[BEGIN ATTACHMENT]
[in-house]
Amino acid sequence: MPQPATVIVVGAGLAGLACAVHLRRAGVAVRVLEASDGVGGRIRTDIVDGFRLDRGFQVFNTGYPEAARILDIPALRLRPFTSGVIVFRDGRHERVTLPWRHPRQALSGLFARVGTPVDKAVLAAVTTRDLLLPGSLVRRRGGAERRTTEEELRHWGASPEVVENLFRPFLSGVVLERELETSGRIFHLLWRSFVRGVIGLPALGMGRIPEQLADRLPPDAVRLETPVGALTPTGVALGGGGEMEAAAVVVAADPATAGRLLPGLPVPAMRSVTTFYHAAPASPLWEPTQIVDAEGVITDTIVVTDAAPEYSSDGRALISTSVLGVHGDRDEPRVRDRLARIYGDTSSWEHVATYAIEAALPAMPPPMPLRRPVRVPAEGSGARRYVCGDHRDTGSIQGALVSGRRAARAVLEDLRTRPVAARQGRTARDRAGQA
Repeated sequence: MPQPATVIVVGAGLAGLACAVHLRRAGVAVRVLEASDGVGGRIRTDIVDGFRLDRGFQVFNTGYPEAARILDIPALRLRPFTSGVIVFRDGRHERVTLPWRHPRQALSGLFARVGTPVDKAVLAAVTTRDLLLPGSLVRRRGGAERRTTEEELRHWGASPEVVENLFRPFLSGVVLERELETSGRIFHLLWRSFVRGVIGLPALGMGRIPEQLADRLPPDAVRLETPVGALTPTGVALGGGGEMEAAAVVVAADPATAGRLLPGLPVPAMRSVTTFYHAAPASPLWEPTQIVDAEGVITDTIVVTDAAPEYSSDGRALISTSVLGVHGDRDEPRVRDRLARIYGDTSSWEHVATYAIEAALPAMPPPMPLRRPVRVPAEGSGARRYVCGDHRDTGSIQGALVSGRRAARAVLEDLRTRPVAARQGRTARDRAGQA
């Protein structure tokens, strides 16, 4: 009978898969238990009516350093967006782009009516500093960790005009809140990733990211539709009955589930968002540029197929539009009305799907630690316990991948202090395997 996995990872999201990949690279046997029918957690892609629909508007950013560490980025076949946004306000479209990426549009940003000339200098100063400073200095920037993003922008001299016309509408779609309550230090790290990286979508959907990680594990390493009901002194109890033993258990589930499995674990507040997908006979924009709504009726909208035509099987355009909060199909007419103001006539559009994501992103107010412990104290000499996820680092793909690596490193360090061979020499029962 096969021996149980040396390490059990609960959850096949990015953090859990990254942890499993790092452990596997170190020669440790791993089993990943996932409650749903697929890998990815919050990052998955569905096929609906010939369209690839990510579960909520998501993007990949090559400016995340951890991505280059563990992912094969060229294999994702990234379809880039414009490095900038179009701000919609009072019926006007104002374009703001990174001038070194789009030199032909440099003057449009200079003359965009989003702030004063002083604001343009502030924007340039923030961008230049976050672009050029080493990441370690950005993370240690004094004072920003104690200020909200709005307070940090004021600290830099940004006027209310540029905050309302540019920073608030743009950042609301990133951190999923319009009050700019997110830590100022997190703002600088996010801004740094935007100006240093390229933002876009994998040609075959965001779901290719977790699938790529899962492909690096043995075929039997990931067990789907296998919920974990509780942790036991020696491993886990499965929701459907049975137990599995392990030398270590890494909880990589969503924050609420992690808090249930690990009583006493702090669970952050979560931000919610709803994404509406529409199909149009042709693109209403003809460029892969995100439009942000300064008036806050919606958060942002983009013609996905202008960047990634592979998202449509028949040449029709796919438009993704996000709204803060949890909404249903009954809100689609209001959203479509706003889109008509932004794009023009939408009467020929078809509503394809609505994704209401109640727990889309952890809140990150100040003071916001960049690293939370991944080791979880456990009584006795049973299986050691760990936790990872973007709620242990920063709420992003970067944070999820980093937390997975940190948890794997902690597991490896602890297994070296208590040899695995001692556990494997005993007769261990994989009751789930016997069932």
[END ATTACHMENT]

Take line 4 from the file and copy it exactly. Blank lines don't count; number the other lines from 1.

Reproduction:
């Protein structure tokens, strides 16, 4: 009978898969238990009516350093967006782009009516500093960790005009809140990733990211539709009955589930968002540029197929539009009305799907630690316990991948202090395997 996995990872999201990949690279046997029918957690892609629909508007950013560490980025076949946004306000479209990426549009940003000339200098100063400073200095920037993003922008001299016309509408779609309550230090790290990286979508959907990680594990390493009901002194109890033993258990589930499995674990507040997908006979924009709504009726909208035509099987355009909060199909007419103001006539559009994501992103107010412990104290000499996820680092793909690596490193360090061979020499029962 096969021996149980040396390490059990609960959850096949990015953090859990990254942890499993790092452990596997170190020669440790791993089993990943996932409650749903697929890998990815919050990052998955569905096929609906010939369209690839990510579960909520998501993007990949090559400016995340951890991505280059563990992912094969060229294999994702990234379809880039414009490095900038179009701000919609009072019926006007104002374009703001990174001038070194789009030199032909440099003057449009200079003359965009989003702030004063002083604001343009502030924007340039923030961008230049976050672009050029080493990441370690950005993370240690004094004072920003104690200020909200709005307070940090004021600290830099940004006027209310540029905050309302540019920073608030743009950042609301990133951190999923319009009050700019997110830590100022997190703002600088996010801004740094935007100006240093390229933002876009994998040609075959965001779901290719977790699938790529899962492909690096043995075929039997990931067990789907296998919920974990509780942790036991020696491993886990499965929701459907049975137990599995392990030398270590890494909880990589969503924050609420992690808090249930690990009583006493702090669970952050979560931000919610709803994404509406529409199909149009042709693109209403003809460029892969995100439009942000300064008036806050919606958060942002983009013609996905202008960047990634592979998202449509028949040449029709796919438009993704996000709204803060949890909404249903009954809100689609209001959203479509706003889109008509932004794009023009939408009467020929078809509503394809609505994704209401109640727990889309952890809140990150100040003071916001960049690293939370991944080791979880456990009584006795049973299986050691760990936790990872973007709620242990920063709420992003970067944070999820980093937390997975940190948890794997902690597991490896602890297994070296208590040899695995001692556990494997005993007769261990994989009751789930016997069932």